Resolving environmental costs of ID tracking tags

As use of radio frequency identification tags grows, so does the problem of waste. Jenny Malmström explains how research into making tags biodegradable will help.

RFID tags can be seen in the ears of this young cow. Photo: iStock

The use of radio frequency identification (RFID) tags is growing in many industries. From consumer goods supply chains for items such clothing and food, to the tracking, monitoring and management of domestic pets, livestock and wild animals.

But the tags, which can be simple stickers or more complex labels with sensors and signal transmitters, are non-biodegradable and hard to recycle.

A team led from the University of Auckland Faculty of Engineering has been awarded almost $1 million from the Ministry of Business and Innovations Endeavour Smart Ideas fund for research into making tags from biological and biodegradable material.

“As interest is growing in the tags for tracking and monitoring, we wanted to find a way to replace the non-biodegradable materials,” says research lead, Dr Jenny Malmström, from the faculty’s Department of Chemical and Materials Engineering.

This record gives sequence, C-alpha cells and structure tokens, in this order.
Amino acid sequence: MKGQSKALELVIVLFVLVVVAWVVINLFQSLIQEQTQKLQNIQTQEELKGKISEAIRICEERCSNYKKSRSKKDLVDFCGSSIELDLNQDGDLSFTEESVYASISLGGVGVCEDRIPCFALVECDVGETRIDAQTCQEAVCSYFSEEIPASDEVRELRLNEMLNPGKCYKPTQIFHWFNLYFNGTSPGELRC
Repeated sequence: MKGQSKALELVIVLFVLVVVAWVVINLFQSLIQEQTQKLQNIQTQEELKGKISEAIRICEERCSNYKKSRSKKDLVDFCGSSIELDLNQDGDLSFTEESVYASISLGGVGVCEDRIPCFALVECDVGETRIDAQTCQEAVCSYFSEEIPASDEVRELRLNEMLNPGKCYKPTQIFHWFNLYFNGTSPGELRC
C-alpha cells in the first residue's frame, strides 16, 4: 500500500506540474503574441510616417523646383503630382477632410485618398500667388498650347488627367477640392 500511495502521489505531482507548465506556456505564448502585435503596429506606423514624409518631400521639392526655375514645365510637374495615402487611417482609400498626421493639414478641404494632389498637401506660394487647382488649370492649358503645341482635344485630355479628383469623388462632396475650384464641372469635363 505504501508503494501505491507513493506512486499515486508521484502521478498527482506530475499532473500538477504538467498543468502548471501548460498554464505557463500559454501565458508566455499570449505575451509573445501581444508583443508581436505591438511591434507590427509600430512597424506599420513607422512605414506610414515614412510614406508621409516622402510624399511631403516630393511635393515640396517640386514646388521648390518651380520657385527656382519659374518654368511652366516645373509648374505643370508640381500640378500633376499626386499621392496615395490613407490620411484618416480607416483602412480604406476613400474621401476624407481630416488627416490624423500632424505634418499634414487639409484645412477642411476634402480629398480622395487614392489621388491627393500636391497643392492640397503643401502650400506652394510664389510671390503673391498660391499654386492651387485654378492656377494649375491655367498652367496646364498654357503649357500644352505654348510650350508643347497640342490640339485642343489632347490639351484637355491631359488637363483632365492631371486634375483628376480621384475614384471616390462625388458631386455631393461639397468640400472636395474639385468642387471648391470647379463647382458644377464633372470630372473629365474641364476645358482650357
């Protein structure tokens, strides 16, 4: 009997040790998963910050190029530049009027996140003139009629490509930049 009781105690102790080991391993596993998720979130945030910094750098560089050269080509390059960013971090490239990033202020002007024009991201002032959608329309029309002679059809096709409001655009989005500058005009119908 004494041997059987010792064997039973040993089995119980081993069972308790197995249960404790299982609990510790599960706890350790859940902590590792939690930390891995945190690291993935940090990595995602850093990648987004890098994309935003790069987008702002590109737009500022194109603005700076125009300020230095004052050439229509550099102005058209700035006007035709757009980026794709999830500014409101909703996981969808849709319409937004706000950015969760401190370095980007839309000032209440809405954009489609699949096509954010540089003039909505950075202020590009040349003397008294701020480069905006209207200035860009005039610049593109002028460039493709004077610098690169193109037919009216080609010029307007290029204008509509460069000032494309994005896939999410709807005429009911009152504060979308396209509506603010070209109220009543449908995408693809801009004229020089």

Currently, the composite materials used in the tags make them challenging to recycle and they must be removed from products, particularly food, before processing.

“This takes time and, if the tag is not edible, a mistake can be costly in many ways,” says Dr Malmström.

“Our tags will biodegrade to non-toxic materials if left in nature, which is particularly important to wildlife tracking applications.

“And if the tags can be made completely food safe, they would not need to be separated from food before the product is either further processed or consumed.”

The research team will use the inherent properties in biological materials to replace the non-degradable materials.

Media queries

Alison Sims | Media adviser
09 923 4953
Mob 021 249 0089